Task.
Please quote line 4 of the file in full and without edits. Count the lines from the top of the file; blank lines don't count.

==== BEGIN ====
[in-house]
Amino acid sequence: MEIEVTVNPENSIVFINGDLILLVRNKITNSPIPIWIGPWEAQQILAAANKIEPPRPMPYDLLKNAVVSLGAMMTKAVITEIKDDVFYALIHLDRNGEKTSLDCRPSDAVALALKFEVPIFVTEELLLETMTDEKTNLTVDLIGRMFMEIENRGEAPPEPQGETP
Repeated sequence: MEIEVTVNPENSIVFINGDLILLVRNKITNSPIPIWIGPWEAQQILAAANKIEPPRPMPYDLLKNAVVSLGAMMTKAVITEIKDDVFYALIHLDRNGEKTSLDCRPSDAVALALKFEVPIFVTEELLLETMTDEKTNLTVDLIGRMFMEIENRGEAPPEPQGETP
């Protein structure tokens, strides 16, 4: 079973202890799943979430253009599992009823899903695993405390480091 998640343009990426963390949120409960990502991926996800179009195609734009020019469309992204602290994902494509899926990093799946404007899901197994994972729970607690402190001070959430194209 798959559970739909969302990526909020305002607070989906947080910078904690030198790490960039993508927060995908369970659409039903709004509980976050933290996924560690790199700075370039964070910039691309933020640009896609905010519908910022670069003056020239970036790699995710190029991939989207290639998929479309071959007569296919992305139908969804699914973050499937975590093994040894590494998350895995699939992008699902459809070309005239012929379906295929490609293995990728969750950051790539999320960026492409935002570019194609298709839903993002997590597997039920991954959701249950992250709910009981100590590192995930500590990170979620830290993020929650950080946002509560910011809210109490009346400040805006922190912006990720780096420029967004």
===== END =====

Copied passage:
């Protein structure tokens, strides 16, 4: 079973202890799943979430253009599992009823899903695993405390480091 998640343009990426963390949120409960990502991926996800179009195609734009020019469309992204602290994902494509899926990093799946404007899901197994994972729970607690402190001070959430194209 798959559970739909969302990526909020305002607070989906947080910078904690030198790490960039993508927060995908369970659409039903709004509980976050933290996924560690790199700075370039964070910039691309933020640009896609905010519908910022670069003056020239970036790699995710190029991939989207290639998929479309071959007569296919992305139908969804699914973050499937975590093994040894590494998350895995699939992008699902459809070309005239012929379906295929490609293995990728969750950051790539999320960026492409935002570019194609298709839903993002997590597997039920991954959701249950992250709910009981100590590192995930500590990170979620830290993020929650950080946002509560910011809210109490009346400040805006922190912006990720780096420029967004």